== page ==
Scomadi Is Coming To The US
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Granturismo 218
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Wed Jul 03, 2019 10:21 am quote
Tipper wrote:
I have shown you actual court documents yet you still prefer to believe what you have been told by a third party. That's your choice.

Take it easy
Do you have a link to the Royal Alloy registration at companies house? You said there was one, I can't find it. Still waiting...

I don't think you're a spy, I think you're a shill.There's a difference. Someone lending you a scooter for six months is not the same as going out and buying it.

The best thing about Genuine picking this line up is that many of the new owners will be previous PGO Buddy owners, and their take on it after the things are on the road for a while, will speak volumes as to the quality and reliability.

And if you could produce a link to the Companies House registration of Royal Alloy, that would be great.
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Wed Jul 03, 2019 11:09 am quote
Motovista wrote:
Tipper wrote:
I have shown you actual court documents yet you still prefer to believe what you have been told by a third party. That's your choice.

Take it easy
Do you have a link to the Royal Alloy registration at companies house? You said there was one, I can't find it. Still waiting...

I don't think you're a spy, I think you're a shill.There's a difference. Someone lending you a scooter for six months is not the same as going out and buying it.

The best thing about Genuine picking this line up is that many of the new owners will be previous PGO Buddy owners, and their take on it after the things are on the road for a while, will speak volumes as to the quality and reliability.

And if you could produce a link to the Companies House registration of Royal Alloy, that would be great.
Nah Ill let you do your own research,you wont believe anything I show you anyway. Youve already proved that by dismissing a court document.

I wont be replying to any more of your comments but as a member who hasnt posted for a while I'll offer a little bit of advice.

Maybe reel in the arrogance a little bit. In the world of the internet everyone is an expert. I know it's not always easy to admit when youre wrong but if you do I think people generally have a bit more respect for you.

Since commenting on this thread I have had a few private messages warning me about you and so far you've done nothing but prove them right.

Now I better go get back to my shill business if Im going to earn the thousands and thousands of pounds that I am paid by secret illuminati companies to go on scooter forums and post links to factual documents.

All the best,

008
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Granturismo 218
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Wed Jul 03, 2019 11:35 am quote
Tipper wrote:
Nah Ill let you do your own research,you wont believe anything I show you anyway. Youve already proved that by dismissing a court document.
Is that another way of saying there isn't one?
I don't doubt the court documents are real, it's your interpretation of them that is suspect.
What you have said and implied is that everyone else in the scooter industry, including people who work for Hanway, that doesn't agree with what you are stating, is wrong. I don't buy it.
You've painted yourself into a corner with some of the statements you've made about the companies, and when you get called on it, you go on the attack or turn up the crazy. We both know company shills don't make millions of pounds for what you are doing.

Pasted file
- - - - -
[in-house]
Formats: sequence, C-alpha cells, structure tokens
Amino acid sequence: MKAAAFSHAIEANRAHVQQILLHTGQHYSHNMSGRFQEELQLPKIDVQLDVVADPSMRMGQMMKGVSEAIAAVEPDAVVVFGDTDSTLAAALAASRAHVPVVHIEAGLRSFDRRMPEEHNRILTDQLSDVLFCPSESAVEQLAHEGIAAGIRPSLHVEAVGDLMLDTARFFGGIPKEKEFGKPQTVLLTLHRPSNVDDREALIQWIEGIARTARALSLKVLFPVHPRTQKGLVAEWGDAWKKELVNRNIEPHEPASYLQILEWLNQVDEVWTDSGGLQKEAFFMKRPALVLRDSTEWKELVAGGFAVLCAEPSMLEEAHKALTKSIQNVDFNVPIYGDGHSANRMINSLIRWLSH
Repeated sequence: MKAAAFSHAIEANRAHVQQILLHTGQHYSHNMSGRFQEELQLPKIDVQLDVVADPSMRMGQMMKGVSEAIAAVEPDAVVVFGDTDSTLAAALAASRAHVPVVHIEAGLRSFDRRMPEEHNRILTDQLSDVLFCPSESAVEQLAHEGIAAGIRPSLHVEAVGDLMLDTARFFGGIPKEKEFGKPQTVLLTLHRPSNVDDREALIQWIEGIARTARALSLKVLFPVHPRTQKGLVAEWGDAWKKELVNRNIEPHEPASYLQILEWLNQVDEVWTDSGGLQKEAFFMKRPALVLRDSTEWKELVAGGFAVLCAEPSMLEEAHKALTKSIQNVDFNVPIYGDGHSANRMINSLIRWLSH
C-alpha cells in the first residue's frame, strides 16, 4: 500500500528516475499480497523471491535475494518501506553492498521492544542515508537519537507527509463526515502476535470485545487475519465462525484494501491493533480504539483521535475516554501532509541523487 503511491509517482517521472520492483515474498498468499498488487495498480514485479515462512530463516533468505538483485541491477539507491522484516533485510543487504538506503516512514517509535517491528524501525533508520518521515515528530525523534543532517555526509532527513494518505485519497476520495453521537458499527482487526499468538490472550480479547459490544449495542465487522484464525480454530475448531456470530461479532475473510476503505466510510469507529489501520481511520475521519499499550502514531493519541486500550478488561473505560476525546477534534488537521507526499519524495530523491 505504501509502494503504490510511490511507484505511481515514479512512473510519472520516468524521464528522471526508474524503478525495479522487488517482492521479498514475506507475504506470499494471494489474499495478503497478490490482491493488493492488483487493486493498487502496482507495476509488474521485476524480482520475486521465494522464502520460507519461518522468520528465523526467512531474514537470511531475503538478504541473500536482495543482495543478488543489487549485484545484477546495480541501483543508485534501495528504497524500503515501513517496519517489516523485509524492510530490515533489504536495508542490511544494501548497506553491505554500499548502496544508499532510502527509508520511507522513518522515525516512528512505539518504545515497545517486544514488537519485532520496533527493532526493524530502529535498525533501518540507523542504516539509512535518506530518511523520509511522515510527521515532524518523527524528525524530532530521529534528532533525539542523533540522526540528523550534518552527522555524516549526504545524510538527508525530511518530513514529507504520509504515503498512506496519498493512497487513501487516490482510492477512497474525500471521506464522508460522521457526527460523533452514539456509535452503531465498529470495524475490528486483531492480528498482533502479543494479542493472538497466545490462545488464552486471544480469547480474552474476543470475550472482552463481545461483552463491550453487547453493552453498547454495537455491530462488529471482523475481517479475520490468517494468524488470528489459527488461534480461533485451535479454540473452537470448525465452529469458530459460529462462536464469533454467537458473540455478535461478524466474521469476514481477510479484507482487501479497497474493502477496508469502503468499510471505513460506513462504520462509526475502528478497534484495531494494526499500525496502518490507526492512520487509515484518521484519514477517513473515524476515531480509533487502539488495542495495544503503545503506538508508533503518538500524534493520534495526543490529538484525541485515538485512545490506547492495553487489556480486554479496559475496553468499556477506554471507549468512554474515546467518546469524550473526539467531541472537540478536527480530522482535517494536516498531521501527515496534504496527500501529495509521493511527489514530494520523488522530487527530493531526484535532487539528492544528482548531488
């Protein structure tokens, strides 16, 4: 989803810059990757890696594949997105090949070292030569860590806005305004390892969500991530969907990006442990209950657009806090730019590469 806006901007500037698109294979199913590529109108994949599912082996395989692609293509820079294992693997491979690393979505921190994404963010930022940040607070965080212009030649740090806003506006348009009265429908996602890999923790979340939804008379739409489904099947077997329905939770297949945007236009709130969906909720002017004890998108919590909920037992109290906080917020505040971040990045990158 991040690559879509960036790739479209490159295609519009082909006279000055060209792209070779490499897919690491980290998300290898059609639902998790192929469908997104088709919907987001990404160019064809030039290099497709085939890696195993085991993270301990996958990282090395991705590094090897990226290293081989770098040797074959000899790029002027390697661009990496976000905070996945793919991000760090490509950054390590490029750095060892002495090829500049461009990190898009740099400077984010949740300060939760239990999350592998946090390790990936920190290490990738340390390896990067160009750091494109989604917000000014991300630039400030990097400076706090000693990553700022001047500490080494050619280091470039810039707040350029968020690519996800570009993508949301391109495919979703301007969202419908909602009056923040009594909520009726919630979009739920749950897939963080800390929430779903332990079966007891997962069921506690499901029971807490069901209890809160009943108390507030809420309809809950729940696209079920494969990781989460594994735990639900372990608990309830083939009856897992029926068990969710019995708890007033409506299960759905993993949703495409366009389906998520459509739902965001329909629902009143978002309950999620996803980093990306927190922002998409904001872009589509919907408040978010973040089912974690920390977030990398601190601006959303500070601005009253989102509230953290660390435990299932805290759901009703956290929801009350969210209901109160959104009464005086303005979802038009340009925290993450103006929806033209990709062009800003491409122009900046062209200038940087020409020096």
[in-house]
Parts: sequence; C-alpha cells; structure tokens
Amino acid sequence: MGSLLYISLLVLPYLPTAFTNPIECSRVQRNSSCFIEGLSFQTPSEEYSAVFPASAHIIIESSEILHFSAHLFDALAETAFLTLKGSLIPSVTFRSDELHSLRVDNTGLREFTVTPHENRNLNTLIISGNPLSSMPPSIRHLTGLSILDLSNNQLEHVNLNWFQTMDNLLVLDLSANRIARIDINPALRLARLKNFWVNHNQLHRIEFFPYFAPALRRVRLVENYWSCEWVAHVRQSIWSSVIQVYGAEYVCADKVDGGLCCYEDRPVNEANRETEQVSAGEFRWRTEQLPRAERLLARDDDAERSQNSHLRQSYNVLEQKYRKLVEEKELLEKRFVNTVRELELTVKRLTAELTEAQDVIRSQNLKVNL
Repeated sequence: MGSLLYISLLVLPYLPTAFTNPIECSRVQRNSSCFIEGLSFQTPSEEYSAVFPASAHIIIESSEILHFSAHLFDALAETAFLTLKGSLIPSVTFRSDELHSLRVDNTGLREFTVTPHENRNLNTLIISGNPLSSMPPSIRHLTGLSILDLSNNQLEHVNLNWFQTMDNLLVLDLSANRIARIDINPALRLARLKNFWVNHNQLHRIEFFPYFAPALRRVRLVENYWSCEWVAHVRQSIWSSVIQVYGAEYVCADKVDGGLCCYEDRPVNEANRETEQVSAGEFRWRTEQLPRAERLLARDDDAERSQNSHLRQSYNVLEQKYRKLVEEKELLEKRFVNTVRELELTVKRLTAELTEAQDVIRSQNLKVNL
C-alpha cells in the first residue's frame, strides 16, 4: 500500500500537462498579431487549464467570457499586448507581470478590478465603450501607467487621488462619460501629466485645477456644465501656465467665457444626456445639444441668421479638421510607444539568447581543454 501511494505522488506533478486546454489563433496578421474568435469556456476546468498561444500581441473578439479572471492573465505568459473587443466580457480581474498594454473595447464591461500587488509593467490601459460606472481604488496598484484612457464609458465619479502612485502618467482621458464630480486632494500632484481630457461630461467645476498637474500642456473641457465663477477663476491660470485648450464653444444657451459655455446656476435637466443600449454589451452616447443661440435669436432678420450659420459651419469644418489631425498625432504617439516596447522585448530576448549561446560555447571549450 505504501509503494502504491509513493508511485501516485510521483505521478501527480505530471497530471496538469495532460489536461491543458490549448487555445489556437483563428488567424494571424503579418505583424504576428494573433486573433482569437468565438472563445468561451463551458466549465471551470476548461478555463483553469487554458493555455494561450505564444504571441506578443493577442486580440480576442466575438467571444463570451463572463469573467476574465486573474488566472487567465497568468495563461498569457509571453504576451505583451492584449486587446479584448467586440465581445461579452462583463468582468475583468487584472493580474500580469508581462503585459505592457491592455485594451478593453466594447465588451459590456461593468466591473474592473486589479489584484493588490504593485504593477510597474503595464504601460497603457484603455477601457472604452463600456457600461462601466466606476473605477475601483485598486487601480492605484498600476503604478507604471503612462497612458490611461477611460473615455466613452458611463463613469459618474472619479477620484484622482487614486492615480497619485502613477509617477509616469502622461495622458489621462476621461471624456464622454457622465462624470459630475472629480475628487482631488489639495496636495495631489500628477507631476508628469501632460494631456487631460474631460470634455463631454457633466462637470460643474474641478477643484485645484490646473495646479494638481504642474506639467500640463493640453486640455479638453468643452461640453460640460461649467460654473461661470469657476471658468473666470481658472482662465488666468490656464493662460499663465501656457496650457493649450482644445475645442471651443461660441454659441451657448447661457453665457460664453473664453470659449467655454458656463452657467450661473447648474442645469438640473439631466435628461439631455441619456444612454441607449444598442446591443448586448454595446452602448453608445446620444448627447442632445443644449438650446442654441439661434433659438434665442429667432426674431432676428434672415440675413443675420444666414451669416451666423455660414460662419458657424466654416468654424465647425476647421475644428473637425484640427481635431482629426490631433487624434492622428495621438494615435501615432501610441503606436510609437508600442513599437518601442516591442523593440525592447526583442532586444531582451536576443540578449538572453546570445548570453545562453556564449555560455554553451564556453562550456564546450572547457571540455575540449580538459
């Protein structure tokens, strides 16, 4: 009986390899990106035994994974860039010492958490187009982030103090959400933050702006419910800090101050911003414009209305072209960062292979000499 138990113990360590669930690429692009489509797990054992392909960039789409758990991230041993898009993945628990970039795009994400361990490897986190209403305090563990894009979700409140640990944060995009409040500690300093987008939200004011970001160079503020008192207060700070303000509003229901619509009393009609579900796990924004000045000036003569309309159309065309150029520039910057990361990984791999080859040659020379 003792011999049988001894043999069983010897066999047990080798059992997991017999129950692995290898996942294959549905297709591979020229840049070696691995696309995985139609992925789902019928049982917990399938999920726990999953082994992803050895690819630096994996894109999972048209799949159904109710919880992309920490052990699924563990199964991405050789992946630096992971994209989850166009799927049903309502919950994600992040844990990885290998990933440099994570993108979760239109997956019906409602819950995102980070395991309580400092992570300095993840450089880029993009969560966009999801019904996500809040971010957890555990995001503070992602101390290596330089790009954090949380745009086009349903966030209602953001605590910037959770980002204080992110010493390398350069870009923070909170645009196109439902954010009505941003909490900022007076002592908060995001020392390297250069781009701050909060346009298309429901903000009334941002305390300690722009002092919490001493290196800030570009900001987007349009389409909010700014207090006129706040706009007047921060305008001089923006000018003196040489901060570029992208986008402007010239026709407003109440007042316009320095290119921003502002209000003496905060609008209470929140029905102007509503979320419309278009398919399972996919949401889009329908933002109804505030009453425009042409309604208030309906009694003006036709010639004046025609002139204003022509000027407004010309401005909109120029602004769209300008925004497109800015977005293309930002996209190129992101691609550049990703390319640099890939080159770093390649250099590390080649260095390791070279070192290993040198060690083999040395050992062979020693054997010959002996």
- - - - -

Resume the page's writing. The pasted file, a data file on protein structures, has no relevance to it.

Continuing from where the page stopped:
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Wed Jul 03, 2019 11:54 am quote
Theres a good fairly in depth look at the scooter here,this is the 200 version but everything is the same as the 150 except the engine and the 125/150 doesn't have ABS (in this country at least)

This guy is pretty good for tuning updates,he's recently got hold of a remapped ECU from Tasso and should be posting a head to head video against a standard scooter soon. The engine in this 125 scooter is the same as the 150.

Edited because that scooter thing just uploaded a closer look at the US model.



Last edited by Tipper on Wed Jul 03, 2019 1:52 pm; edited 1 time in total
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Wed Jul 03, 2019 1:33 pm quote
Motovista wrote:
Tipper wrote:
Nah Ill let you do your own research,you wont believe anything I show you anyway. Youve already proved that by dismissing a court document.
Is that another way of saying there isn't one?
I don't doubt the court documents are real, it's your interpretation of them that is suspect.
What you have said and implied is that everyone else in the scooter industry, including people who work for Hanway, that doesn't agree with what you are stating, is wrong. I don't buy it.
You've painted yourself into a corner with some of the statements you've made about the companies, and when you get called on it, you go on the attack or turn up the crazy. We both know company shills don't make millions of pounds for what you are doing.
Oh go on then as youre so persistent

https://beta.companieshouse.gov.uk/company/09236167

This is the company that owns all the IP,trademarks,holds assets and invoices the manufacturing companies for units sold.

The CEO isnt listed,doesnt need to be but he is a man called Steve.

Screen Shot 2019-07-03 at 22.30.01.png

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Wed Jul 03, 2019 2:09 pm quote
Tipper wrote:
Oh go on then as youre so persistent

https://beta.companieshouse.gov.uk/company/09236167

This is the company that owns all the IP,trademarks,holds assets and invoices the manufacturing companies for units sold.
Darn. Now you confused me again. This document says that RA Engineering was previously doing business as Scomadi Motor Company Limited.
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Wed Jul 03, 2019 2:21 pm quote
Dooglas wrote:
Tipper wrote: